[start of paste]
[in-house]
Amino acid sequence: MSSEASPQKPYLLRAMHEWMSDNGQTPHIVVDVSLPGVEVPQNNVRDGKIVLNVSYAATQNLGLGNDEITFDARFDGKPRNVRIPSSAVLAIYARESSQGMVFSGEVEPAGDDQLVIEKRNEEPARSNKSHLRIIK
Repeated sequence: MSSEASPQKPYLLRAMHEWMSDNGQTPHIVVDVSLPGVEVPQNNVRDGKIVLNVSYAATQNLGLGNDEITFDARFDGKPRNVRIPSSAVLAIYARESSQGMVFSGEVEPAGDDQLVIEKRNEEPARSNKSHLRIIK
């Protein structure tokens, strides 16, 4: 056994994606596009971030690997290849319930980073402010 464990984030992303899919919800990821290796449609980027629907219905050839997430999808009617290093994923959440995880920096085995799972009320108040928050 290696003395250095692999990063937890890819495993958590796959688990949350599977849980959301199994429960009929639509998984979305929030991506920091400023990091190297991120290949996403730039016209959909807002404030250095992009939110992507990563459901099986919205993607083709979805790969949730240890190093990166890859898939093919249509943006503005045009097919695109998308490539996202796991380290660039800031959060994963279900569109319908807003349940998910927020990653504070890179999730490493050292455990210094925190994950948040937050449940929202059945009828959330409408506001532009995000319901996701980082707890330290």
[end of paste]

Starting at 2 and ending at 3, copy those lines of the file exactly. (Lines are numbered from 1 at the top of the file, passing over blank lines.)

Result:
Amino acid sequence: MSSEASPQKPYLLRAMHEWMSDNGQTPHIVVDVSLPGVEVPQNNVRDGKIVLNVSYAATQNLGLGNDEITFDARFDGKPRNVRIPSSAVLAIYARESSQGMVFSGEVEPAGDDQLVIEKRNEEPARSNKSHLRIIK
Repeated sequence: MSSEASPQKPYLLRAMHEWMSDNGQTPHIVVDVSLPGVEVPQNNVRDGKIVLNVSYAATQNLGLGNDEITFDARFDGKPRNVRIPSSAVLAIYARESSQGMVFSGEVEPAGDDQLVIEKRNEEPARSNKSHLRIIK